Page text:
Lowdown: Four not entirely suicidal people find comfort in one another.
There was a time when I considered fellow Arsenal supporter Nick Hornby to be my favourite author. A lot of sewage was pumped into the sea since, with Hornby losing his status and morphing into an author I consider flawed but still enjoyable. He seems an author who builds his books around raising interesting social questions while ultimately failing to provide adequate answers. Perhaps I’m too naïve to think there can be a solution to every question, but I do admit to preferring the books that aspire for more.
One such ultimately disappointing book from Hornby came in the shape of A Long Way Down, now turned from an easily digestible book into an easily digestible film. The premises are ingeniously simple: while most of us regard New Year’s Eve as a time of peak happiness, it is also – and for obvious reasons – a time of peak sadness to the many amongst us who have a hard time feeling happy. That explains why suicides peak on such dates, at least according to Hornby; I haven’t researched the matter myself. It makes sense, though.
Thus on the eve of peak suicide we meet our four core protagonists at the roof of London’s most popular building for jumping off to one’s death from, a building that – for elusive reasons – is not particularly well guarded given its dubious popularity. We have ourselves Martin (Pierce Brosnan), a slick ex TV host whose career was ruined when he was caught making out with a too young to be legal girl; Maureen (Toni Collette), the single mother of a very disabled child whose maintenance consumes her entire existence; Jess (Imogen Poots), the teenage daughter of a famous politician (Sam Neill) whose older sister disappeared several years ago and left the family shattered; and the young American JJ (Aaron Paul), an aspiring musician who doesn’t like the pizza delivery boy he ended up as.
Through the discovery that they are not alone, that there are more people like themselves around, our Fantastic Four not only cancel their suicidal aspirations for the night, they make a pact not do embark upon them till at least Valentine’s Day (apparently, the next most popular suicide date). What follows in the rest of the film is the story of how these four turn into a made up family of self support. Between various rifts and tendencies, we get some nice comedy made better by the great acting talent at hand.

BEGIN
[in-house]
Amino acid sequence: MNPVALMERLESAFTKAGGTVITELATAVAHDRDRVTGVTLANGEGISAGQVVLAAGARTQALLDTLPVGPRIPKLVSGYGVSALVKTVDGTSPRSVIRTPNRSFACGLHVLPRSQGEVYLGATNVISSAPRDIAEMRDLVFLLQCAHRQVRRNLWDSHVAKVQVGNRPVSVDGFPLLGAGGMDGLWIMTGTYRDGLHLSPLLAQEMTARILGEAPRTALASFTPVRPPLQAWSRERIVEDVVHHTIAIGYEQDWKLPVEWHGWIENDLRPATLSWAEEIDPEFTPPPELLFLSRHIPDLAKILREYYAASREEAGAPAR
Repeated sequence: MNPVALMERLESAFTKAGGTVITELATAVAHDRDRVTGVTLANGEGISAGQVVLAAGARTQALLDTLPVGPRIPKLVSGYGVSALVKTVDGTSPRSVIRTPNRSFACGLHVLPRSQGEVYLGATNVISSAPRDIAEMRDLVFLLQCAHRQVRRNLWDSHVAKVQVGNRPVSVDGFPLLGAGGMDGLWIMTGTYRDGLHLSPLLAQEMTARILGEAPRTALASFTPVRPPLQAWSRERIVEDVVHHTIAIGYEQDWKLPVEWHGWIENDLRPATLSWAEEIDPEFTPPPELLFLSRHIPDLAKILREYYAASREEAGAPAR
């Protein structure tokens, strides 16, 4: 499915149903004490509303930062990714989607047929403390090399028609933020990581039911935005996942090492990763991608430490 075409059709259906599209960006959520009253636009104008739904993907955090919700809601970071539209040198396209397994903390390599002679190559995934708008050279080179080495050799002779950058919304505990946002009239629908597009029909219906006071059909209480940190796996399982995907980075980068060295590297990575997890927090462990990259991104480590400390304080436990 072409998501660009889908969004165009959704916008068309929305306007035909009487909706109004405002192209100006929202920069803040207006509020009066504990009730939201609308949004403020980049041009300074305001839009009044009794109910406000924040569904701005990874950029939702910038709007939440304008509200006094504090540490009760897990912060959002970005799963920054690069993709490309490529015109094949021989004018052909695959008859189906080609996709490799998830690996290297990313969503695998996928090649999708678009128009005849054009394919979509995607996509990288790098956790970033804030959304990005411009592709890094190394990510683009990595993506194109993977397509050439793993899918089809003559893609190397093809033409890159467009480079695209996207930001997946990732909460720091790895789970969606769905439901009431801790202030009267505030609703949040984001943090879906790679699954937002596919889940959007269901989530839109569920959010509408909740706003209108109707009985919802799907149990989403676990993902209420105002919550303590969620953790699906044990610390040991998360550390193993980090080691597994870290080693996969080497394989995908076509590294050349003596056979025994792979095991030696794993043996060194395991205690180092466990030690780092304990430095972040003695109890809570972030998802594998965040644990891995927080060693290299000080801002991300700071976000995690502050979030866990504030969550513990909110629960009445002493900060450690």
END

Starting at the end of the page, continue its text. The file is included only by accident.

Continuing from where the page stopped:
A Long Way Down really is made great by its superbly cast actors. Brosnan, probably at the pilot seat, is obviously superb as the slick & sly guy you wouldn’t buy a toothbrush from but who can turn up as a goodie when you least expect. Collette established her entire career on playing the miserable woman. Aaron Paul proved his worth in Breaking Bad, and despite the slipup that was Need for Speed he reassuringly returns in fine form here. Paul’s partner from Need for Speed, Poots, confirms why I easily mistake her for Emily Blunt: because she’s pretty good. Even the minor roles, such as Neill’s or Rosamund Pike’s, are brilliantly executed to a level that renders the whole so much better.
Ultimately, A Long Way Down is a lite story about people’s basic need in life: the need for friendship, the need to be acknowledged by the people in our lives. It does a fine job even if it fails to provide the ultimate recipe for the prevention of suicides or depression.
Overall: It was the actors that made me enjoy A Long Way Down way more than its 3.5 out of 5 crabs’ rating would suggest.